A discursive approach to relationship practices in classrooms: An exploratory study
Kecskemeti, M. (2011). A discursive approach to relationship practices in classrooms: An exploratory study (Thesis, Doctor of Philosophy (PhD)). University of Waikato, Hamilton, New Zealand. Retrieved from http://hdl.handle.net/10289/5548
Permanent Research Commons link: http://hdl.handle.net/10289/5548
In today’s increasingly diverse classrooms it is well accepted that the relationship practices employed by teachers have consequences for the quality of the learning environment. Well chosen relationship practices are thought not only to help teachers to manage their classes but they can contribute to achieving desired educational outcomes. The principles and processes of restorative practice (RP) are seen by many to offer a significant contribution to relationship practices in schools. One of the challenges of realising this potential is to adapt RP for daily classroom use. However, increasing heterogeneity in the student population makes the classroom a complex environment where teachers and students are likely to operate from a range of paradigms of relationship. This study proposes that a discursive conceptualisation of relational identity supports the development of more equitable relationships. It is argued that this then manifests in greater individual and communal well-being. The research involved the development of specific conversational moves adapted from narrative therapy, which were taught to 39 teachers in two schools through a series of four workshops. Following the workshops, a series of seven focus group meetings were held in which teachers engaged in a process of guided deconstructive reflection. The study set out to investigate the contributions of both the conversational moves and the reflective group practices to teachers’ capacity for relationship management (with both students and adults), teaching, and maintaining their own well-being. The focus groups had a triple function of skill practice, reflection and sharing concerns. The group discussions were audio-taped. Examples given by participants of the effects of using the conversational moves were documented. The teachers’ concern narratives were analysed using Foucauldian Discourse Analysis. The study suggests that the use of both discursive conversation practices and deconstructive reflection increased the participants’ capacity for dialogue and tolerating differences. Deconstructive readings of the teachers’ concern narratives identified teacher-student conflicts as a product of multiple positionings and confusion about their respective roles. Deconstructive analysis exposed a range of discourses of care, professionalism, pedagogy and gender as problematic, often placing teachers and students in opposition, and undermining teaching and learning. These findings suggest that systematic deconstructive reflection can usefully inform teachers’ relational strategies in the classroom. It can provide the opportunity for individual teachers to develop an understanding of themselves as teachers, and at the same time it offers useful appreciation of the discursive influences operating in the wider school culture. Some of these discourses deserve critical attention as they are central to the development of teachers’ professional identities. This thesis argues that a discursive approach to relationship practice can support the development of teachers’ capacity to manage the complexities of their work, and as such it is also restorative practice. This critical theoretical approach offers significant potential for explaining how a collaborative relationship paradigm can be understood, practised, and studied.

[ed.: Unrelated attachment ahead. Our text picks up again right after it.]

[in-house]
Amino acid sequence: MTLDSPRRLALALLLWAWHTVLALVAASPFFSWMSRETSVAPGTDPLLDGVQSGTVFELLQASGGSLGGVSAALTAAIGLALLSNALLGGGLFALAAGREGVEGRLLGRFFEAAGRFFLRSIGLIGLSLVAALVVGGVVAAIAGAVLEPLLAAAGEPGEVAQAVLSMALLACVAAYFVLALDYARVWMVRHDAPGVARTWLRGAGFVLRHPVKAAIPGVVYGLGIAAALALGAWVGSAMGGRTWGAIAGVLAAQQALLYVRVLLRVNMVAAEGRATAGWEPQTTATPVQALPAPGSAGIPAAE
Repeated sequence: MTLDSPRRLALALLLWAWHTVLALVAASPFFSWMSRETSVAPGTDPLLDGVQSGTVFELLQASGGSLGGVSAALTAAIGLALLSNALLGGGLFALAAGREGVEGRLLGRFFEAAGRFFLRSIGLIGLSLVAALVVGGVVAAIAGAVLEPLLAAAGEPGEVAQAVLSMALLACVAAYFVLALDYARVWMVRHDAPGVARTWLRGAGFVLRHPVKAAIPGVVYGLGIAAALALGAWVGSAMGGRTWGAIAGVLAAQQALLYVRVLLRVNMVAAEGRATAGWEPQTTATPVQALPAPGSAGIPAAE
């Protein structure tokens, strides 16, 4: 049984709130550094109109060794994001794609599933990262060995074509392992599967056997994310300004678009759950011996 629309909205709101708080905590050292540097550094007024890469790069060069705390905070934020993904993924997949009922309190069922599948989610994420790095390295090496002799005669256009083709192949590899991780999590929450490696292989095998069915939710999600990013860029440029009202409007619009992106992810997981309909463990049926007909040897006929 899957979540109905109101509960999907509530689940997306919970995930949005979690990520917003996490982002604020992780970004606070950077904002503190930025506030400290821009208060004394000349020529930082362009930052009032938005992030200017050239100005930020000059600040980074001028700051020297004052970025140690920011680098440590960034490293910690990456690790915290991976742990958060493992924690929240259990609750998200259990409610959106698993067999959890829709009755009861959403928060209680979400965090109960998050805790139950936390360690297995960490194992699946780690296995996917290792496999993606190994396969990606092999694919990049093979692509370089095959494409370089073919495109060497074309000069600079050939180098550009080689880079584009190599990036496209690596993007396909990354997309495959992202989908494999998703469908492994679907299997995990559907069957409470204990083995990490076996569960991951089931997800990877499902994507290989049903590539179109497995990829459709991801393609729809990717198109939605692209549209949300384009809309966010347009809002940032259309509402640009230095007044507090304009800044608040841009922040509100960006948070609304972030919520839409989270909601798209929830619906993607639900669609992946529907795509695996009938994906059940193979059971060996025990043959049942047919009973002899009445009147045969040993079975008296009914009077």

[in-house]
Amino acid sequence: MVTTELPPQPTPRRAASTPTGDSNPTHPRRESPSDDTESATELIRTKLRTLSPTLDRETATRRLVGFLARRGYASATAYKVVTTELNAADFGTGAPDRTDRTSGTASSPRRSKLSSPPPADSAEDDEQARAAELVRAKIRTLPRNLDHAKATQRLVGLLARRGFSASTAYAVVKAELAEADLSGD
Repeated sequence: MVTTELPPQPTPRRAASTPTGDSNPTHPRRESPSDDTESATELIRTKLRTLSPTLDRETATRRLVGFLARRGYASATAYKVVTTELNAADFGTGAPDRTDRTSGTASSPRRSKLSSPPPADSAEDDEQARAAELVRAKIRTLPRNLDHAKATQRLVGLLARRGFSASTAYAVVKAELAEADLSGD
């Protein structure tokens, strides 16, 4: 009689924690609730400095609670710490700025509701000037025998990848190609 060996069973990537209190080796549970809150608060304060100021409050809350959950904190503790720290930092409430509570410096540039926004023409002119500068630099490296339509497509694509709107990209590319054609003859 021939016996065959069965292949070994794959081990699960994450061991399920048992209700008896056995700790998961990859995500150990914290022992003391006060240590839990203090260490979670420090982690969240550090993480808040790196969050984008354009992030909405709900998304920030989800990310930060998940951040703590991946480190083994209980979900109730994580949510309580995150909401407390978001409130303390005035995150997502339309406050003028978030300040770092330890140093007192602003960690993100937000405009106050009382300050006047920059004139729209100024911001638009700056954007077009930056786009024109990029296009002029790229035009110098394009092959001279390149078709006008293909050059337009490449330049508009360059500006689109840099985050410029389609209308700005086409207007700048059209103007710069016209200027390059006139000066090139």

University of Waikato
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